Miriam Ensign is a reporter for the Westport Trade Journal newspaper. She is bold and progressive, and committed to uncovering the past of the three detectives, their mysterious tie to Nicolás Castillo, and how they somehow avoid consequences when they overstep the law.
Nigel Shaw is a British detective who rejects Castillo’s blackmail, which is that he had a homosexual relationship in England with his assistant. Once Castillo outs him, nobody in Westport seems to care. He is snide and witty, and occasionally imposes himself on the Trace Agency’s cases to provide a final clue. His education impresses DuBois, his wit engages Crane, and his fighting skill earns the grudging respect of Malley. But they all despise his classism and detachment.
Edward Zhen is a Chinese-American detective from northern California who visits Westport now and then to help the three detectives.
Bernice “Neesy” Eckerman is an actress in her late 40s whose stage and screen name is Ella Gold. Her social connections in Westport and the southern California film industry often figure into the detectives’ cases.
Juan Castillo is El Lazo’s son by a previous marriage. His mother died under mysterious circumstances. (Writing prompt!) He is a libertine, living large on his father’s riches, and his chaotic behavior is a source of consternation for both his father and step-mother.
Victoria Castillo is the 19-year-old daughter of Nicolás and Dawn. Although not as turbulent as her older brother, her capers often force the three detectives to save her from herself.
Joey Hale is a small-time crook with big-time aspirations and strong ties to Westport’s waterfront. He sometimes acts as an informant for the detectives.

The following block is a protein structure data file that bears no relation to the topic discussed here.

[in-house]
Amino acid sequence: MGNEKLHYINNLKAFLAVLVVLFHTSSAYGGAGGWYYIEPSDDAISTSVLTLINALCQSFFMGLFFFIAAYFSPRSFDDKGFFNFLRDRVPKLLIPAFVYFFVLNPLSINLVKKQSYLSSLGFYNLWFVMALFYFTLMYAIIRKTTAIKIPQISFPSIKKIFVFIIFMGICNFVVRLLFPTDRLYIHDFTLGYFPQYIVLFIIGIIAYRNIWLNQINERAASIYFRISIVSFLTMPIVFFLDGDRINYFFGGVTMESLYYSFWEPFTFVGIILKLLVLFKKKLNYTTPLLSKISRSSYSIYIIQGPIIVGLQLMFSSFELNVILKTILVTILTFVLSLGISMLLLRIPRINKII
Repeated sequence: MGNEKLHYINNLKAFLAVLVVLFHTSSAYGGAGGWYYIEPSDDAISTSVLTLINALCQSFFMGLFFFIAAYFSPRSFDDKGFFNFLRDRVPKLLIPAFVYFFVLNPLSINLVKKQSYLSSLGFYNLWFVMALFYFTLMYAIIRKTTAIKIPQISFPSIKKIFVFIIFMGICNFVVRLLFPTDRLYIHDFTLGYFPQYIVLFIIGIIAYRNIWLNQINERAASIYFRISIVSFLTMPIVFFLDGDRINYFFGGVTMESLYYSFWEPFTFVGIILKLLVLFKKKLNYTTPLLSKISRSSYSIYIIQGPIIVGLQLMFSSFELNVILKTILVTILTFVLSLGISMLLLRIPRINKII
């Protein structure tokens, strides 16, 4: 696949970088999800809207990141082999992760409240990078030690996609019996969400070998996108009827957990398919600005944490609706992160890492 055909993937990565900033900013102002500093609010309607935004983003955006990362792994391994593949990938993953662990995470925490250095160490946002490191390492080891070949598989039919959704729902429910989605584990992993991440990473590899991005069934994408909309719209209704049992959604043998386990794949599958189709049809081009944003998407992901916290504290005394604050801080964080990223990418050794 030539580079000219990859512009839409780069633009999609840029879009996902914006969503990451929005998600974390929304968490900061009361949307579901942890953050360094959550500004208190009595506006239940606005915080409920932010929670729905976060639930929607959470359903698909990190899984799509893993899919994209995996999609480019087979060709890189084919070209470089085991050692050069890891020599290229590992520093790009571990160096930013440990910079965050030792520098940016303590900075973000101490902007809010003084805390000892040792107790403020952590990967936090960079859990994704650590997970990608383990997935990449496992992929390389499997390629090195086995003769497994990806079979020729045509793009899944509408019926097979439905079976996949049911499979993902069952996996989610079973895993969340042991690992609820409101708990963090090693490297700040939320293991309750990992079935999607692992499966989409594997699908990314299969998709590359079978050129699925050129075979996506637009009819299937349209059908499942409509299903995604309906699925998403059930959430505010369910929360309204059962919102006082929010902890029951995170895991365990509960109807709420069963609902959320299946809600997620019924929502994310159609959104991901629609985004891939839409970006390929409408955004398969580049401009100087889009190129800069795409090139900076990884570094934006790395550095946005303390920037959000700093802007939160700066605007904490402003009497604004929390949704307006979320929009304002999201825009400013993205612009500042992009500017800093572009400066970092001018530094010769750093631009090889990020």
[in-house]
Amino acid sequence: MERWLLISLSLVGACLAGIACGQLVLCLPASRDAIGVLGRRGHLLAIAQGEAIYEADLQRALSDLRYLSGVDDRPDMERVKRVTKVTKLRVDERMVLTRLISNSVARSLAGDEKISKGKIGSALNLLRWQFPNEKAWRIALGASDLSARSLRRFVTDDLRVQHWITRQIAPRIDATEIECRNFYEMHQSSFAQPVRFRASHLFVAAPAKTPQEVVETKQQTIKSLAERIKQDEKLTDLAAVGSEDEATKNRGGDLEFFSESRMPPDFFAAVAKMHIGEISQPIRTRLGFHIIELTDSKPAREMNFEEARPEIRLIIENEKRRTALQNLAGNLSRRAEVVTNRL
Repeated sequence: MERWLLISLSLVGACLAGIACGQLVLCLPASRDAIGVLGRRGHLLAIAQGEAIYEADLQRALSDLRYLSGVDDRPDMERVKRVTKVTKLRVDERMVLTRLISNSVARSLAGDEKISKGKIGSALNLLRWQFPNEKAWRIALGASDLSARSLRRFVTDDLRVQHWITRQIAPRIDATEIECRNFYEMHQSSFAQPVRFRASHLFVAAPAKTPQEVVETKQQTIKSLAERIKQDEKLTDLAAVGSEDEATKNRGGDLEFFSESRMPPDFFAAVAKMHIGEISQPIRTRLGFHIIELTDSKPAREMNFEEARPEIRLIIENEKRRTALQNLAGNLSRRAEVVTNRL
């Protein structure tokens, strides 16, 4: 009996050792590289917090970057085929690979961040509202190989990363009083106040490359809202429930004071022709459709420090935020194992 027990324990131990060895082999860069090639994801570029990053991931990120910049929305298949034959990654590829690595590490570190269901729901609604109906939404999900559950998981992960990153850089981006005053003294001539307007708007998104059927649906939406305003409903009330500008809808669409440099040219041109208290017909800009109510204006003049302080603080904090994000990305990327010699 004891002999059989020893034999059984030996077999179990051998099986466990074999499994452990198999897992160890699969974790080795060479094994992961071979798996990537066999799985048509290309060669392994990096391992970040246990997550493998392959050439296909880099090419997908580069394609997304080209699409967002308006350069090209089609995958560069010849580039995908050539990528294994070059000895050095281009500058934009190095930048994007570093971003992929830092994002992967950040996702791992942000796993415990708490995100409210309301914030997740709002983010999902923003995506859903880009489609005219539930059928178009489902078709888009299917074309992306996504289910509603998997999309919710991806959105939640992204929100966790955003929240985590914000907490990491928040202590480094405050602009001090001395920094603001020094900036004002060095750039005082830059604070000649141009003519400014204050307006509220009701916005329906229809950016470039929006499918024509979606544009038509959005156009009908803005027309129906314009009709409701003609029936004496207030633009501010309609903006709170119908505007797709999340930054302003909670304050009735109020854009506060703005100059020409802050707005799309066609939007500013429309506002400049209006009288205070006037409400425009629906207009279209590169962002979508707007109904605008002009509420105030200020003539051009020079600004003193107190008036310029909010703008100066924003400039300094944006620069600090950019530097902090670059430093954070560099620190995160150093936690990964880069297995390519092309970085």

Samantha Ballantine is a real estate agent whose intimate knowledge of Westport’s properties occasionally bring her into the detectives’ cases.
Chief Danny Irons is the head of the Westport police department, deep in the pockets of Castillo.
Detective Bill Shane is a cop for the Westport police department whose loyalties are torn between the chief of police and doing right by the city.
(For the writing team)
James Crane had to leave New Bristol after he became sexually involved with a client’s wife, only to discover that she was trying to murder his client (her husband) in order not to split his assets in the divorce he was filing. This is the source of his strict ethical code not to get involved with women attached to the agency’s cases, and never to take a divorce case.
Dirk Malley is revealed to have fled River City when his old bootlegger boss murders his boyfriend, making him a mirror for Nigel Shaw. This explains his brutal attitude toward crimes that disrupt relationships, a touch of ironic romanticism that his partners always found out of character.
Arius DuBois was driven from Thebes when it was learned that his paternal grandfather was black. When this is finally revealed, the Crane and Malley are confused why, outside the Old South, he would be so concerned about Castillo revealing this. His uncharacteristically blunt response is: “Because I thought it might be a good idea to bounce my ideas off of other detectives who didn’t think like I do. And because Fuck Castillo.”